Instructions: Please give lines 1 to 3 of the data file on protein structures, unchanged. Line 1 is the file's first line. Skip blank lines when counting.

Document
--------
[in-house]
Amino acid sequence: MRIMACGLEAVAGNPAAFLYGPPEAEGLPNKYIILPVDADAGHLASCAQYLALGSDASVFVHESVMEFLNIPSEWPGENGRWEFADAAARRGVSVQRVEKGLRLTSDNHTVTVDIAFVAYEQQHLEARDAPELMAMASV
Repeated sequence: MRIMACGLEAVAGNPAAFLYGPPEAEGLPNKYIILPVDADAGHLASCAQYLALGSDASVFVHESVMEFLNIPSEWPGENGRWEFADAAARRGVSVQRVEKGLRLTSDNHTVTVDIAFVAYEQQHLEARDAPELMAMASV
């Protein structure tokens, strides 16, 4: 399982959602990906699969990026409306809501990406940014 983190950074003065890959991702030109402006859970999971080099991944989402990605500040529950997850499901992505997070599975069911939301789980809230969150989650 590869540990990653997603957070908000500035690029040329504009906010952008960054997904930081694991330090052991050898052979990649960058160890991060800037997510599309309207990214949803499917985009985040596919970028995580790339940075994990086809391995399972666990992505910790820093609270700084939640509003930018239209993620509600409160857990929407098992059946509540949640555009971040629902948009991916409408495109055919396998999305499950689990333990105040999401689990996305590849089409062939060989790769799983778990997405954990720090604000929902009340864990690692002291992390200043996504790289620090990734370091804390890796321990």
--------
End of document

[in-house]
Amino acid sequence: MRIMACGLEAVAGNPAAFLYGPPEAEGLPNKYIILPVDADAGHLASCAQYLALGSDASVFVHESVMEFLNIPSEWPGENGRWEFADAAARRGVSVQRVEKGLRLTSDNHTVTVDIAFVAYEQQHLEARDAPELMAMASV
Repeated sequence: MRIMACGLEAVAGNPAAFLYGPPEAEGLPNKYIILPVDADAGHLASCAQYLALGSDASVFVHESVMEFLNIPSEWPGENGRWEFADAAARRGVSVQRVEKGLRLTSDNHTVTVDIAFVAYEQQHLEARDAPELMAMASV